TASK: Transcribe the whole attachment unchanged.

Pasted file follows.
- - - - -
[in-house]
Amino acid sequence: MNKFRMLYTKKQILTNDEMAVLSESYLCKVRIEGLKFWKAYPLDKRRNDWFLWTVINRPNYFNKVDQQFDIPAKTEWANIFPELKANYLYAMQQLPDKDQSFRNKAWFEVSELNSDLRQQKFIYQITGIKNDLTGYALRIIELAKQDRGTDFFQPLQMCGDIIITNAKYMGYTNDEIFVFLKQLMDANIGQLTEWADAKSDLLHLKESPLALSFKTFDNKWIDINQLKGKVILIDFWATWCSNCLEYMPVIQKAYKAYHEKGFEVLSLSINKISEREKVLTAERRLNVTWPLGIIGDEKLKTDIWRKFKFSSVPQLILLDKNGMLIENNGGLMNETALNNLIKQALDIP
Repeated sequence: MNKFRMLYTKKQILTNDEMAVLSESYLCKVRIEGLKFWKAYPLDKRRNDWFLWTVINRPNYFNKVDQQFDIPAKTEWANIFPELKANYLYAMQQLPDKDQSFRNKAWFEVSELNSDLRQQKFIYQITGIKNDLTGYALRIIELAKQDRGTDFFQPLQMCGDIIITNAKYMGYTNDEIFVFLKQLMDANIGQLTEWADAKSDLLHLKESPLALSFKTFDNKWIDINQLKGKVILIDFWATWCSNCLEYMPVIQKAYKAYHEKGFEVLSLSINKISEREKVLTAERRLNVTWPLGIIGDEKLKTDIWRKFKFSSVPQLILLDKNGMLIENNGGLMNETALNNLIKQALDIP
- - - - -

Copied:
[in-house]
Amino acid sequence: MNKFRMLYTKKQILTNDEMAVLSESYLCKVRIEGLKFWKAYPLDKRRNDWFLWTVINRPNYFNKVDQQFDIPAKTEWANIFPELKANYLYAMQQLPDKDQSFRNKAWFEVSELNSDLRQQKFIYQITGIKNDLTGYALRIIELAKQDRGTDFFQPLQMCGDIIITNAKYMGYTNDEIFVFLKQLMDANIGQLTEWADAKSDLLHLKESPLALSFKTFDNKWIDINQLKGKVILIDFWATWCSNCLEYMPVIQKAYKAYHEKGFEVLSLSINKISEREKVLTAERRLNVTWPLGIIGDEKLKTDIWRKFKFSSVPQLILLDKNGMLIENNGGLMNETALNNLIKQALDIP
Repeated sequence: MNKFRMLYTKKQILTNDEMAVLSESYLCKVRIEGLKFWKAYPLDKRRNDWFLWTVINRPNYFNKVDQQFDIPAKTEWANIFPELKANYLYAMQQLPDKDQSFRNKAWFEVSELNSDLRQQKFIYQITGIKNDLTGYALRIIELAKQDRGTDFFQPLQMCGDIIITNAKYMGYTNDEIFVFLKQLMDANIGQLTEWADAKSDLLHLKESPLALSFKTFDNKWIDINQLKGKVILIDFWATWCSNCLEYMPVIQKAYKAYHEKGFEVLSLSINKISEREKVLTAERRLNVTWPLGIIGDEKLKTDIWRKFKFSSVPQLILLDKNGMLIENNGGLMNETALNNLIKQALDIP